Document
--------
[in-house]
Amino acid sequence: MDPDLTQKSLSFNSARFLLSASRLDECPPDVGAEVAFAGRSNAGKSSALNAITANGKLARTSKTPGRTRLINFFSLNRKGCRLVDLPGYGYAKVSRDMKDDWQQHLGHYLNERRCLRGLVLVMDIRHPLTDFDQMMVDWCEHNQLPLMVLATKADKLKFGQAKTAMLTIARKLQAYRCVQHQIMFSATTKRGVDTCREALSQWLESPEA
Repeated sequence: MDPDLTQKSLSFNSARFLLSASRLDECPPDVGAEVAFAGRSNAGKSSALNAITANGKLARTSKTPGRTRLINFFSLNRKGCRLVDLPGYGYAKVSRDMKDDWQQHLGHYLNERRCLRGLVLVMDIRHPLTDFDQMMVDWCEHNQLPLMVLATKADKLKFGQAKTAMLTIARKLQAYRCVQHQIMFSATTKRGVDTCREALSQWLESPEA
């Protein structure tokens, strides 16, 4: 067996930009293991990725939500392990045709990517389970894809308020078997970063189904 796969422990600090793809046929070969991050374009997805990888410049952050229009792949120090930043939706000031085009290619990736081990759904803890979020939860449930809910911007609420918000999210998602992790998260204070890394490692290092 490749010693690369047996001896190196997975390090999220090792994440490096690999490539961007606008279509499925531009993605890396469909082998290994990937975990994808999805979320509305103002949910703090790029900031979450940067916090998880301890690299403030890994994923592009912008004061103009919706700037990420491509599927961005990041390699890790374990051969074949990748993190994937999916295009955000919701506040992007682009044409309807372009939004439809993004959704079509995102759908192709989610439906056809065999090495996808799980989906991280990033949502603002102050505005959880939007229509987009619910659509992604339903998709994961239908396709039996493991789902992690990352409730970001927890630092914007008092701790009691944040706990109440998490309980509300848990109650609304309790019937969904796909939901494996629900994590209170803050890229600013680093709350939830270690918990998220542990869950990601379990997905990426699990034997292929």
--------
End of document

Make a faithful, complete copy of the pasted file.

[in-house]
Amino acid sequence: MDPDLTQKSLSFNSARFLLSASRLDECPPDVGAEVAFAGRSNAGKSSALNAITANGKLARTSKTPGRTRLINFFSLNRKGCRLVDLPGYGYAKVSRDMKDDWQQHLGHYLNERRCLRGLVLVMDIRHPLTDFDQMMVDWCEHNQLPLMVLATKADKLKFGQAKTAMLTIARKLQAYRCVQHQIMFSATTKRGVDTCREALSQWLESPEA
Repeated sequence: MDPDLTQKSLSFNSARFLLSASRLDECPPDVGAEVAFAGRSNAGKSSALNAITANGKLARTSKTPGRTRLINFFSLNRKGCRLVDLPGYGYAKVSRDMKDDWQQHLGHYLNERRCLRGLVLVMDIRHPLTDFDQMMVDWCEHNQLPLMVLATKADKLKFGQAKTAMLTIARKLQAYRCVQHQIMFSATTKRGVDTCREALSQWLESPEA
């Protein structure tokens, strides 16, 4: 067996930009293991990725939500392990045709990517389970894809308020078997970063189904 796969422990600090793809046929070969991050374009997805990888410049952050229009792949120090930043939706000031085009290619990736081990759904803890979020939860449930809910911007609420918000999210998602992790998260204070890394490692290092 490749010693690369047996001896190196997975390090999220090792994440490096690999490539961007606008279509499925531009993605890396469909082998290994990937975990994808999805979320509305103002949910703090790029900031979450940067916090998880301890690299403030890994994923592009912008004061103009919706700037990420491509599927961005990041390699890790374990051969074949990748993190994937999916295009955000919701506040992007682009044409309807372009939004439809993004959704079509995102759908192709989610439906056809065999090495996808799980989906991280990033949502603002102050505005959880939007229509987009619910659509992604339903998709994961239908396709039996493991789902992690990352409730970001927890630092914007008092701790009691944040706990109440998490309980509300848990109650609304309790019937969904796909939901494996629900994590209170803050890229600013680093709350939830270690918990998220542990869950990601379990997905990426699990034997292929």